If you think Doha with its landmark architecture is a futuristic city, you have only half the picture right. The Arab city is also a cultural nerve centre—while it has held on to its roots, it has added global traits in terms of new museums, investments in art and film festivals. To get a better understanding, we head to Katara Cultural Village, another venue for our cover shoot.
Bordered by a vast beach on one side, and the twin Katara Hills on the other, Katara spelt like its ancient name, takes you back in time. The 15-metre high perforated, baked clay towers is the first thing you notice. These, unlike their fancier counterparts in West Bay, are pigeon towers that were earlier used in Arab villages as pigeon shelters to collect droppings to be used as manure for crops.
The vast self-styled village follows a uniform colour palette of muted golden with well-laid out alleys and cobbled streets leading to art galleries, exhibition centres, convention halls, theatres, a library, stores and mosques. The Katara Masjid, featuring an outer surface covered with turquoise and purple tiles, draws inspiration from several famed mosques from the Islamic world and is known as the Blue Mosque. The other mosque in the premises has its exterior covered with small golden chips, and is aptly called the Golden Mosque.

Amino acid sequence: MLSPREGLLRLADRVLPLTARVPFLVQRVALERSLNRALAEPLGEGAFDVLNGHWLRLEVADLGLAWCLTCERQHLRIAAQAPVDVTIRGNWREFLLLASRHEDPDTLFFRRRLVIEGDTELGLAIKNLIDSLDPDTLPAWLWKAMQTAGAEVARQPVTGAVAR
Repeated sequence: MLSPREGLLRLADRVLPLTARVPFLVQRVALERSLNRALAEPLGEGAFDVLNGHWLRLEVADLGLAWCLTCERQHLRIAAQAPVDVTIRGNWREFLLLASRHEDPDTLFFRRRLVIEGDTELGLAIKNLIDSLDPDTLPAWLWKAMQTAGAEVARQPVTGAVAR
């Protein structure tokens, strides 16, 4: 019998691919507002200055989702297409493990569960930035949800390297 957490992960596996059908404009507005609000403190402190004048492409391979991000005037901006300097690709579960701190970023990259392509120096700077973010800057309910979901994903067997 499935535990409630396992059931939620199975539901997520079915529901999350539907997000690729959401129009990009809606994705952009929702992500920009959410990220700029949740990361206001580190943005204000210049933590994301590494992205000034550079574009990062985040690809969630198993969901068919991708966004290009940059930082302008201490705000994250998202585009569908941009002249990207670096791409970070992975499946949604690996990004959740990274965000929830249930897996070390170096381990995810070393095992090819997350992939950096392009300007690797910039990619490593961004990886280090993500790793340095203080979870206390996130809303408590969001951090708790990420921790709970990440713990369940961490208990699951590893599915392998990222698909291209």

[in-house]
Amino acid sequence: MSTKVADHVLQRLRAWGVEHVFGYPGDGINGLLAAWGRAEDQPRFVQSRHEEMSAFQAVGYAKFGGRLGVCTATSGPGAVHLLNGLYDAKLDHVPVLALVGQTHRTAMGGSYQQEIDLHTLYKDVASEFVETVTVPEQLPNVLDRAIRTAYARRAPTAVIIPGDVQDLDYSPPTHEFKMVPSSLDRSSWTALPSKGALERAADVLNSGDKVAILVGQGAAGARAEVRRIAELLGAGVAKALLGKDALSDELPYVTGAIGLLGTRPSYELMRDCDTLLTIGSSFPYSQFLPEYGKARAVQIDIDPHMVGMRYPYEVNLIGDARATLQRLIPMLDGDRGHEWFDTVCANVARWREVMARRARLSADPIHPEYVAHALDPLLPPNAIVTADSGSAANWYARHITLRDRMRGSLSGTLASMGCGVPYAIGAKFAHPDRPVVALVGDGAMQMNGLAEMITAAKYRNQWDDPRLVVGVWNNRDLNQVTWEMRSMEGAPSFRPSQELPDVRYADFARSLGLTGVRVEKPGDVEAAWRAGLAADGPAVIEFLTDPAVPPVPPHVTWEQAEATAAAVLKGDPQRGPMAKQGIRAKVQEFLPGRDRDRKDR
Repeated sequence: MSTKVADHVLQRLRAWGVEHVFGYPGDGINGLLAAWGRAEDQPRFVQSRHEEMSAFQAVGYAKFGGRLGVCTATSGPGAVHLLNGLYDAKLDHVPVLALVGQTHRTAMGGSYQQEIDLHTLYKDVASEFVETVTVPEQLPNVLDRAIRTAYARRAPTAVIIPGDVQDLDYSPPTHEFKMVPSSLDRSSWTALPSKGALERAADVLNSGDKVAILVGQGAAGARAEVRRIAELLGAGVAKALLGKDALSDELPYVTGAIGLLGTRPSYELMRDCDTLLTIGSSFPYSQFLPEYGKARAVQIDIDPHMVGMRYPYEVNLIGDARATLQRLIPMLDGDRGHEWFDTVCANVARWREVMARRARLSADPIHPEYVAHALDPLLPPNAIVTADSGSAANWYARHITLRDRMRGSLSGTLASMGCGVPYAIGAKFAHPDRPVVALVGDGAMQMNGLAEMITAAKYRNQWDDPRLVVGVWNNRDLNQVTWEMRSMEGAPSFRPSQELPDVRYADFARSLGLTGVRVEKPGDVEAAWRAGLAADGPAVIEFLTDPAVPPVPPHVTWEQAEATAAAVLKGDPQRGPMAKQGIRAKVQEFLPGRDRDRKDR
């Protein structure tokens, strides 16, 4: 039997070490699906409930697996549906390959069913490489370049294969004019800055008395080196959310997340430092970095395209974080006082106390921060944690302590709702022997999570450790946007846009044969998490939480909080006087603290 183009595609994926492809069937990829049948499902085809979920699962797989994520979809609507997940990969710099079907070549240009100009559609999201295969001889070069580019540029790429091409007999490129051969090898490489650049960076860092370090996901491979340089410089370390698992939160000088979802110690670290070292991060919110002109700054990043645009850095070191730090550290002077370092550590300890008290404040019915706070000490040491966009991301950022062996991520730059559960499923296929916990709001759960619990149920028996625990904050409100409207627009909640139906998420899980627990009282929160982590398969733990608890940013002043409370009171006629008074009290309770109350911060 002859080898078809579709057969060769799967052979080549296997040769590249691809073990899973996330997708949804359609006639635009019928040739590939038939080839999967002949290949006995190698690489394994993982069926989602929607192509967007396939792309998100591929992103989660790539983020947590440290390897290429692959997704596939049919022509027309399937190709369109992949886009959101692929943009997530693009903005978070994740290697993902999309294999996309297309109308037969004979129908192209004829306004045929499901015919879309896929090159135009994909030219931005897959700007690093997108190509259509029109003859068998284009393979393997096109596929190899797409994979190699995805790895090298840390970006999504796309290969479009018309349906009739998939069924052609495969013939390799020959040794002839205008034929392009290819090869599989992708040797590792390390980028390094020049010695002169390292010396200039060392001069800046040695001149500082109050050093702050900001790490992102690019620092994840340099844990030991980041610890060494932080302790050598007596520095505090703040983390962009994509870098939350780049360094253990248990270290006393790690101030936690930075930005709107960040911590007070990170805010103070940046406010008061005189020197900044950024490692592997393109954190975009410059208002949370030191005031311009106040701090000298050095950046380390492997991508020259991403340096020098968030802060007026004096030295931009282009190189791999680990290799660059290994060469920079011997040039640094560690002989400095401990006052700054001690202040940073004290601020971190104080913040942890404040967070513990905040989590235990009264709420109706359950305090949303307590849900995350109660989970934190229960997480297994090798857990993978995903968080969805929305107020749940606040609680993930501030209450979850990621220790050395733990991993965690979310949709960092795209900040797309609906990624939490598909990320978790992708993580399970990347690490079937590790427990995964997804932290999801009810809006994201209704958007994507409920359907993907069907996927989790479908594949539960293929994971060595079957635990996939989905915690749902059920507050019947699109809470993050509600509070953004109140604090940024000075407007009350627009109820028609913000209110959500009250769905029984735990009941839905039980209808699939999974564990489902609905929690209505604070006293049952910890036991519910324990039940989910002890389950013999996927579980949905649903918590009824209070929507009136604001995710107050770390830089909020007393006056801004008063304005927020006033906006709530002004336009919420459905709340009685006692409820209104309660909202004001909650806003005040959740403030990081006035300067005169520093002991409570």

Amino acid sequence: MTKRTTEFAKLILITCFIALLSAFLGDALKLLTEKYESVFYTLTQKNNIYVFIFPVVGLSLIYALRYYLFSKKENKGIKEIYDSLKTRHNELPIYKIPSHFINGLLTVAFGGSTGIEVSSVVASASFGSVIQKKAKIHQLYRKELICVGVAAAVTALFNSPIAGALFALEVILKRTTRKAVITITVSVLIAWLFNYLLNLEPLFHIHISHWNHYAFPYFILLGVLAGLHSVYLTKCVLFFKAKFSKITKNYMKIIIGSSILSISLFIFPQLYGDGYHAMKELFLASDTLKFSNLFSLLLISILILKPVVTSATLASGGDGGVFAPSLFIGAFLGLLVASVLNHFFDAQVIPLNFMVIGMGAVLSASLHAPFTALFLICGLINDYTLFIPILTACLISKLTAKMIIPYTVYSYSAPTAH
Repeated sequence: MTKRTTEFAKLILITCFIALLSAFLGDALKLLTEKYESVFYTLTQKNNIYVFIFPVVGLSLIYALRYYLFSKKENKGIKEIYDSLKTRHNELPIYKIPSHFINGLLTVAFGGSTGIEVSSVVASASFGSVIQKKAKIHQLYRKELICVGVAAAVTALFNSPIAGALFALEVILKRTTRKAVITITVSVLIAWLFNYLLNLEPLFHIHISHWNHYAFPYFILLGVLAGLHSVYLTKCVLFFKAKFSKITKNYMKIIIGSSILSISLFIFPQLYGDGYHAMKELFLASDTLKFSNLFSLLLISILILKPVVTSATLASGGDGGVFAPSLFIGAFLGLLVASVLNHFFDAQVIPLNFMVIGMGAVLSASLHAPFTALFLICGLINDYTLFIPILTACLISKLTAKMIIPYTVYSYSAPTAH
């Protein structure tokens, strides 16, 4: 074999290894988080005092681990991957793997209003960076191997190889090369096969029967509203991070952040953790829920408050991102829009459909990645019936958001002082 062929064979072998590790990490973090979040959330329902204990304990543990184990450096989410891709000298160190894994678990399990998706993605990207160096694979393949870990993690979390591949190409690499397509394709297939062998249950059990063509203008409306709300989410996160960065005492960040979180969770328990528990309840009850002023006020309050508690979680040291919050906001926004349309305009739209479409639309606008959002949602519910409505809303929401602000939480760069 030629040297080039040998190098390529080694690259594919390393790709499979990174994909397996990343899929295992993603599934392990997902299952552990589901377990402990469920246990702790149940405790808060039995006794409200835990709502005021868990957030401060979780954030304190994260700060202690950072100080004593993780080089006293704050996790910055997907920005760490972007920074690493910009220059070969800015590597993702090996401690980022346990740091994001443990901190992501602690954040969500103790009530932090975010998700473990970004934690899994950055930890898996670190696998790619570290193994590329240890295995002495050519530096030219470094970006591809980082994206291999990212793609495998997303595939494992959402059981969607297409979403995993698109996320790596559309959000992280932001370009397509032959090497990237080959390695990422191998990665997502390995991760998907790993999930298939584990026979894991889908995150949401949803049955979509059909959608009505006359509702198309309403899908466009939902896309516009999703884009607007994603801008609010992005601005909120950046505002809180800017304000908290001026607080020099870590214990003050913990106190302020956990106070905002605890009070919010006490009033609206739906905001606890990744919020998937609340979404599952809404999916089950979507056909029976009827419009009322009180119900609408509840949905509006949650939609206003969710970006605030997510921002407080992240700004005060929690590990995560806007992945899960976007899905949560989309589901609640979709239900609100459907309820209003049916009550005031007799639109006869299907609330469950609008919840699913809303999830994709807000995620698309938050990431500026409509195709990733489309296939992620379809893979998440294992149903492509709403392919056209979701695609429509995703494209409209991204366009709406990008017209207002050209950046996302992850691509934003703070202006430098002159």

At the onset of dusk, the crew moves to Souq Waqif, a local marketplace that offers you a glimpse into the soul of Qatar. Here, you are almost teleported to a time when Bedouins traded spices, pearls, and food. Narrow alleys and back lanes open up to intriguing courtyards lined with shops selling everything from spices, dry fruits, sweetmeats, leather goods, clothes, daggers, bakhoor (Arabic incense), carpets, and birds! Men dressed in white long robes and kaffiyeh and women in inscrutable black abayas move about in the market, conversing and buying stuff. The scene is oddly reminiscent of the exotic Middle Eastern markets we often witness in Hollywood movies.